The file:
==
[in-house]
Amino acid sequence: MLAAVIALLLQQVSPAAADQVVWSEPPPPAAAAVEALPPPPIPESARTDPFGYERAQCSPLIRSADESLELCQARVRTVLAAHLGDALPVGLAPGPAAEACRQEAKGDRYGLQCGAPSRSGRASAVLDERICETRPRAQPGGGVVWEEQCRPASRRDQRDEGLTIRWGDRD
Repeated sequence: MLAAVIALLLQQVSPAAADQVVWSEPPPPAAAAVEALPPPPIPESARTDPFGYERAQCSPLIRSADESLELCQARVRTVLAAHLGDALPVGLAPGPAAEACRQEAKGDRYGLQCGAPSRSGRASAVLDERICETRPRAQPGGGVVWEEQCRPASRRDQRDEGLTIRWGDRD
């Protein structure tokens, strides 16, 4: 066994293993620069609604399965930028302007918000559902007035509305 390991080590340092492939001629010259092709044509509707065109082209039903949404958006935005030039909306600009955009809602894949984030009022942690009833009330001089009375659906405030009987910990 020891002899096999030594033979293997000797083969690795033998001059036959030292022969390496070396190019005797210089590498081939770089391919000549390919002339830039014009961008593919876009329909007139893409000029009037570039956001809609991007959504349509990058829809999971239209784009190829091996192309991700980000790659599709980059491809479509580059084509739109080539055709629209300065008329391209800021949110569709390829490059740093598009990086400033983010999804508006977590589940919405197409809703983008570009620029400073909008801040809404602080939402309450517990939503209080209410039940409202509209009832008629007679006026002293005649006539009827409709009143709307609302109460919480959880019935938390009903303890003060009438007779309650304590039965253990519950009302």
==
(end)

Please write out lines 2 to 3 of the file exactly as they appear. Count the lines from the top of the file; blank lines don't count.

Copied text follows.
Amino acid sequence: MLAAVIALLLQQVSPAAADQVVWSEPPPPAAAAVEALPPPPIPESARTDPFGYERAQCSPLIRSADESLELCQARVRTVLAAHLGDALPVGLAPGPAAEACRQEAKGDRYGLQCGAPSRSGRASAVLDERICETRPRAQPGGGVVWEEQCRPASRRDQRDEGLTIRWGDRD
Repeated sequence: MLAAVIALLLQQVSPAAADQVVWSEPPPPAAAAVEALPPPPIPESARTDPFGYERAQCSPLIRSADESLELCQARVRTVLAAHLGDALPVGLAPGPAAEACRQEAKGDRYGLQCGAPSRSGRASAVLDERICETRPRAQPGGGVVWEEQCRPASRRDQRDEGLTIRWGDRD